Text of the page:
I live in NJ now and it's wildly different.  I had someone behind me get on the horn while I was stopped for a pedestrian in a crosswalk....drivers here are terrible.  Somehow they seem to rarely crash into anything, though.
« Last Edit: September 27, 2017, 04:59:28 PM by JLee »

jmecklenborg

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Re: Biking is dangerous
« Reply #134 on: September 27, 2017, 04:44:46 PM »
Don't ride your bike drunk:
- Just over 25% of cyclists killed had been drinking before riding their bikes.


I'd expect that a fair number of these people are either DUI people riding their bikes home from bars or homeless guys on bikes.  We had a guy near where I live discovered days after he disappeared...he had ridden home from a bar and flipped over a guardrail and then downhill into the woods.  Unlike with a car, there was no sign of damage to the guardrail or trees so it was some time before they found him in the woods.  He might not have been killed by the wreck but he did not survive 2-3 days without any medical care.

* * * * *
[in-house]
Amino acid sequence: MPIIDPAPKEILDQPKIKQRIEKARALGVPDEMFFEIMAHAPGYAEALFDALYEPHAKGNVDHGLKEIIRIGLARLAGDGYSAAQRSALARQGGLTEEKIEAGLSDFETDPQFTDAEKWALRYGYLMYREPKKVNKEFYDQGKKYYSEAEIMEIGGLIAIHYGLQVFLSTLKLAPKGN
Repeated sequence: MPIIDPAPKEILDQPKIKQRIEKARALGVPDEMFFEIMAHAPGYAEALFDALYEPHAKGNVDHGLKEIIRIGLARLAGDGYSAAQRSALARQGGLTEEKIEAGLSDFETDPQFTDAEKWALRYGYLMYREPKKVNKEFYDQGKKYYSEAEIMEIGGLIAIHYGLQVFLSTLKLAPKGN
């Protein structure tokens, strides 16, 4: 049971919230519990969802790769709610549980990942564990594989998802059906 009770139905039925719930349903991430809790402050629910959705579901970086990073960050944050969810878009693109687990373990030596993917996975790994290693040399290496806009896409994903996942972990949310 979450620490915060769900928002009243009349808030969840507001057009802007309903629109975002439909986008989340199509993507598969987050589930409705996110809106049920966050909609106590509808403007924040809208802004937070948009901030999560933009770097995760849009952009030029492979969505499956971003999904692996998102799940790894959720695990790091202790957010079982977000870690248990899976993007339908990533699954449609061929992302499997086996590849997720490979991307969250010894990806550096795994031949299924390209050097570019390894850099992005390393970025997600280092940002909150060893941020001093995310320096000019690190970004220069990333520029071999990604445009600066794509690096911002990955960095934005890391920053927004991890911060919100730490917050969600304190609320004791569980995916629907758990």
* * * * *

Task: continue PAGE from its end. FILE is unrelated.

As for helmets, don't get a cheap one.  I rode with a $50 one for about 10 years, then finally got one that cost about $150.  No comparison.  Much more comfortable and aerodynamic in all situations, including side winds. 

kayvent

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Re: Biking is dangerous
« Reply #135 on: September 27, 2017, 06:18:36 PM »
Listening to the radio today, about 6% of the driving population in my city per year gets into a traffic collision due to someone running a red light. As someone who exists in my city as a motorist, bycyclist, and pedestrian, this is a terrifying stat.

Don't ride your bike drunk:
- Just over 25% of cyclists killed had been drinking before riding their bikes.


I'd expect that a fair number of these people are either DUI people riding their bikes home from bars or homeless guys on bikes.  We had a guy near where I live discovered days after he disappeared...he had ridden home from a bar and flipped over a guardrail and then downhill into the woods.  Unlike with a car, there was no sign of damage to the guardrail or trees so it was some time before they found him in the woods.  He might not have been killed by the wreck but he did not survive 2-3 days without any medical care.